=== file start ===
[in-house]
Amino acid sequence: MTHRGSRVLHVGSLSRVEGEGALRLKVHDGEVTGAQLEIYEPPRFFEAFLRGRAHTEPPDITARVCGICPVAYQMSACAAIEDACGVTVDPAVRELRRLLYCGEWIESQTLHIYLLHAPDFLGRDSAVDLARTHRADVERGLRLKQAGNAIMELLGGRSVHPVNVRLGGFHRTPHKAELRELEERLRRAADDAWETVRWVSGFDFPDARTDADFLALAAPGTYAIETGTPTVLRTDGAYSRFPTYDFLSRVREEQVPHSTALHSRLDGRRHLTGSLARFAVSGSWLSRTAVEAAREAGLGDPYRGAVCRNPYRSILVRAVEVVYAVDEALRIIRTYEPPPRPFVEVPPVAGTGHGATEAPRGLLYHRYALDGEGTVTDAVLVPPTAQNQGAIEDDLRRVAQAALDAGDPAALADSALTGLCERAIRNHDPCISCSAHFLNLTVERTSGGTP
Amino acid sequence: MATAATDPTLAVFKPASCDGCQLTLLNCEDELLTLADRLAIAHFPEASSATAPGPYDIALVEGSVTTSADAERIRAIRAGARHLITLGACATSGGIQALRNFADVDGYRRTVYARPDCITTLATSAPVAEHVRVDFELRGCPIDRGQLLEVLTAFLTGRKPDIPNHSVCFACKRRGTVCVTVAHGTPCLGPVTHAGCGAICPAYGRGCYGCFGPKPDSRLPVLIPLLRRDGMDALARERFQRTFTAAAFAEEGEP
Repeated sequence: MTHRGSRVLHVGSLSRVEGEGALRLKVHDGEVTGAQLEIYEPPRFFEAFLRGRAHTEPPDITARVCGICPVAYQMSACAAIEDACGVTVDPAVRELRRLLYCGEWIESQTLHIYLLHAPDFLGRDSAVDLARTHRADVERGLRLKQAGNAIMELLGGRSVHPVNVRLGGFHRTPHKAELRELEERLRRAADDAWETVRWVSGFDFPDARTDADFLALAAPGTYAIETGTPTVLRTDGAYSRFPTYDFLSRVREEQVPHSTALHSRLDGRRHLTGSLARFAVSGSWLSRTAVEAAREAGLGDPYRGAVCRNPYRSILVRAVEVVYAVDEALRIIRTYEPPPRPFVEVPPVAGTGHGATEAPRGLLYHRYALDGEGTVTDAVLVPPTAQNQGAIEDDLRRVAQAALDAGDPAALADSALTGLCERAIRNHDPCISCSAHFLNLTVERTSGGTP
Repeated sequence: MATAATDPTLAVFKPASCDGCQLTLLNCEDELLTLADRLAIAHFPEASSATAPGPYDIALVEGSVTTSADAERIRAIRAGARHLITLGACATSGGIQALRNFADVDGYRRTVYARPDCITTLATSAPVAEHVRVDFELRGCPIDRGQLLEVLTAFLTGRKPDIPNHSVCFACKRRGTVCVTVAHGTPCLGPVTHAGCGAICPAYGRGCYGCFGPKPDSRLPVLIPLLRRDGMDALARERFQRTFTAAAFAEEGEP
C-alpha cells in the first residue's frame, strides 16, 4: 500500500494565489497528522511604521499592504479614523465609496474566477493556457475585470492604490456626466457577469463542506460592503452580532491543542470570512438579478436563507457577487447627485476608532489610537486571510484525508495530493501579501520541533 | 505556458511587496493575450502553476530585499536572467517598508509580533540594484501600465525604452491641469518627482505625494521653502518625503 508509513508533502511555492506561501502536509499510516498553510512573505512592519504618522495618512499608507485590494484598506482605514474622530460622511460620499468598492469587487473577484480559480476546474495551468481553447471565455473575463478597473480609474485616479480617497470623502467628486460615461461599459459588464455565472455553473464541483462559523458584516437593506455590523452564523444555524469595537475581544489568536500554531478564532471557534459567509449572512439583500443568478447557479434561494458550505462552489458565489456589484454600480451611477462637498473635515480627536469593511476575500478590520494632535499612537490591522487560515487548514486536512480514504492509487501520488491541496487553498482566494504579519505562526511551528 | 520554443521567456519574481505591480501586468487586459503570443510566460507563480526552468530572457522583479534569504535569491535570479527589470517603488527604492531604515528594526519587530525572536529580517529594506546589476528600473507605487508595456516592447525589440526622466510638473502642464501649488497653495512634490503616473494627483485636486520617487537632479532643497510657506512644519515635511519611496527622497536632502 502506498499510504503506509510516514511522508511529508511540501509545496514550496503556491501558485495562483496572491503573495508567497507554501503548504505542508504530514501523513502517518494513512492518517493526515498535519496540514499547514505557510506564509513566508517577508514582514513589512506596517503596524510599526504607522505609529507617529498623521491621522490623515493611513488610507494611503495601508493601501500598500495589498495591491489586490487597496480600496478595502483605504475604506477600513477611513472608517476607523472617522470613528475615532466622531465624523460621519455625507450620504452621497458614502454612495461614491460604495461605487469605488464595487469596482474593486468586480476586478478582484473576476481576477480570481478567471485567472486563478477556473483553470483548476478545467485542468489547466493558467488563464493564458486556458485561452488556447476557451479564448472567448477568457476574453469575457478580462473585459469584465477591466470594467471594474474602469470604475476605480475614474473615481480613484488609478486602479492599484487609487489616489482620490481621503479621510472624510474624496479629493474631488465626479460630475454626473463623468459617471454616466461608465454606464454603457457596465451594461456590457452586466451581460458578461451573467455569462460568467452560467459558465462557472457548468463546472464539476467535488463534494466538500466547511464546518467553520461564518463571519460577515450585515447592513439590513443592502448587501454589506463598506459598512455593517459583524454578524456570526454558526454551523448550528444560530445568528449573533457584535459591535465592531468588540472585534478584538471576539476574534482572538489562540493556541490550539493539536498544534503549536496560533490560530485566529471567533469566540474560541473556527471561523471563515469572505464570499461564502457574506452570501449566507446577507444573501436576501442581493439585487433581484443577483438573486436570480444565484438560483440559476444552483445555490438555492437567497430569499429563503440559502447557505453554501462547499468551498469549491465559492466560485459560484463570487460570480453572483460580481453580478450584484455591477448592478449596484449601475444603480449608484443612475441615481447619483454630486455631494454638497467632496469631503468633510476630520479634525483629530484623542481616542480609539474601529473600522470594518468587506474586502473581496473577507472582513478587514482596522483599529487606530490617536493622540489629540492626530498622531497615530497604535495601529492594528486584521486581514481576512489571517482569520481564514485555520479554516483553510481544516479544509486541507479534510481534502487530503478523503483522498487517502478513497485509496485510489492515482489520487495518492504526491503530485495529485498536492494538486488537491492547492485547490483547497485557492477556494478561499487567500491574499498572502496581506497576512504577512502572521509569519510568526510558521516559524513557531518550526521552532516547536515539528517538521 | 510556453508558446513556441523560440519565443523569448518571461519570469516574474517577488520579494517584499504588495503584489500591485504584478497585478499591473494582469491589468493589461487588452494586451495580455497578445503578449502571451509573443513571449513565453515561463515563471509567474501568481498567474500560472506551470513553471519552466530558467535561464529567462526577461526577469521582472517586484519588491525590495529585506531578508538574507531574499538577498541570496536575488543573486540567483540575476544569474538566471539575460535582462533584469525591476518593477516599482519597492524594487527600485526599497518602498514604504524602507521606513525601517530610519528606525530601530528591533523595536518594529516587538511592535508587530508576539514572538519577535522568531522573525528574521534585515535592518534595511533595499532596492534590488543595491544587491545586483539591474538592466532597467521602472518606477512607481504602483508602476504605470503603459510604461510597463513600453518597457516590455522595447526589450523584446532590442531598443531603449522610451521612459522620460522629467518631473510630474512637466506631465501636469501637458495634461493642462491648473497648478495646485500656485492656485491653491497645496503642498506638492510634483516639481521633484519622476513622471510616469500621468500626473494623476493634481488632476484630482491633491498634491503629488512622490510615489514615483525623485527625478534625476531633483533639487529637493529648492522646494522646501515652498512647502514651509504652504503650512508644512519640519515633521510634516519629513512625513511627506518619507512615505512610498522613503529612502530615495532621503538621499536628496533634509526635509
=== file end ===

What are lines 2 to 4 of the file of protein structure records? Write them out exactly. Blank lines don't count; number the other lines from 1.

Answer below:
Amino acid sequence: MTHRGSRVLHVGSLSRVEGEGALRLKVHDGEVTGAQLEIYEPPRFFEAFLRGRAHTEPPDITARVCGICPVAYQMSACAAIEDACGVTVDPAVRELRRLLYCGEWIESQTLHIYLLHAPDFLGRDSAVDLARTHRADVERGLRLKQAGNAIMELLGGRSVHPVNVRLGGFHRTPHKAELRELEERLRRAADDAWETVRWVSGFDFPDARTDADFLALAAPGTYAIETGTPTVLRTDGAYSRFPTYDFLSRVREEQVPHSTALHSRLDGRRHLTGSLARFAVSGSWLSRTAVEAAREAGLGDPYRGAVCRNPYRSILVRAVEVVYAVDEALRIIRTYEPPPRPFVEVPPVAGTGHGATEAPRGLLYHRYALDGEGTVTDAVLVPPTAQNQGAIEDDLRRVAQAALDAGDPAALADSALTGLCERAIRNHDPCISCSAHFLNLTVERTSGGTP
Amino acid sequence: MATAATDPTLAVFKPASCDGCQLTLLNCEDELLTLADRLAIAHFPEASSATAPGPYDIALVEGSVTTSADAERIRAIRAGARHLITLGACATSGGIQALRNFADVDGYRRTVYARPDCITTLATSAPVAEHVRVDFELRGCPIDRGQLLEVLTAFLTGRKPDIPNHSVCFACKRRGTVCVTVAHGTPCLGPVTHAGCGAICPAYGRGCYGCFGPKPDSRLPVLIPLLRRDGMDALARERFQRTFTAAAFAEEGEP
Repeated sequence: MTHRGSRVLHVGSLSRVEGEGALRLKVHDGEVTGAQLEIYEPPRFFEAFLRGRAHTEPPDITARVCGICPVAYQMSACAAIEDACGVTVDPAVRELRRLLYCGEWIESQTLHIYLLHAPDFLGRDSAVDLARTHRADVERGLRLKQAGNAIMELLGGRSVHPVNVRLGGFHRTPHKAELRELEERLRRAADDAWETVRWVSGFDFPDARTDADFLALAAPGTYAIETGTPTVLRTDGAYSRFPTYDFLSRVREEQVPHSTALHSRLDGRRHLTGSLARFAVSGSWLSRTAVEAAREAGLGDPYRGAVCRNPYRSILVRAVEVVYAVDEALRIIRTYEPPPRPFVEVPPVAGTGHGATEAPRGLLYHRYALDGEGTVTDAVLVPPTAQNQGAIEDDLRRVAQAALDAGDPAALADSALTGLCERAIRNHDPCISCSAHFLNLTVERTSGGTP